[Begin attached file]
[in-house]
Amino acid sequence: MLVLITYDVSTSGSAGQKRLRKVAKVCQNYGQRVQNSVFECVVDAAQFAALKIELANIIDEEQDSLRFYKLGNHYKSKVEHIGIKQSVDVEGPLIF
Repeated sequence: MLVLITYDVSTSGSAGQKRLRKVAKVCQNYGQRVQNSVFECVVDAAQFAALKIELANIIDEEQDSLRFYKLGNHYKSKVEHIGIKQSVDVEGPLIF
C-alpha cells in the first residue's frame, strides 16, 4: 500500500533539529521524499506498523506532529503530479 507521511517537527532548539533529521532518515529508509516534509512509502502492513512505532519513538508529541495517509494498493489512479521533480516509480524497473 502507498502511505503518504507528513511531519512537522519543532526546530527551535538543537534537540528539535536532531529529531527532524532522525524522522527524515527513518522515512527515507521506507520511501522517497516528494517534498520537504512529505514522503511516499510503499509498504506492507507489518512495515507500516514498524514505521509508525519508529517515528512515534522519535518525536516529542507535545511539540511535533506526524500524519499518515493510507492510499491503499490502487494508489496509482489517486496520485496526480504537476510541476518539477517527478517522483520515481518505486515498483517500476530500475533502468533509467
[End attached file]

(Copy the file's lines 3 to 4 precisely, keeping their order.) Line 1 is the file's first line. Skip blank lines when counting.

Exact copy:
Repeated sequence: MLVLITYDVSTSGSAGQKRLRKVAKVCQNYGQRVQNSVFECVVDAAQFAALKIELANIIDEEQDSLRFYKLGNHYKSKVEHIGIKQSVDVEGPLIF
C-alpha cells in the first residue's frame, strides 16, 4: 500500500533539529521524499506498523506532529503530479 507521511517537527532548539533529521532518515529508509516534509512509502502492513512505532519513538508529541495517509494498493489512479521533480516509480524497473 502507498502511505503518504507528513511531519512537522519543532526546530527551535538543537534537540528539535536532531529529531527532524532522525524522522527524515527513518522515512527515507521506507520511501522517497516528494517534498520537504512529505514522503511516499510503499509498504506492507507489518512495515507500516514498524514505521509508525519508529517515528512515534522519535518525536516529542507535545511539540511535533506526524500524519499518515493510507492510499491503499490502487494508489496509482489517486496520485496526480504537476510541476518539477517527478517522483520515481518505486515498483517500476530500475533502468533509467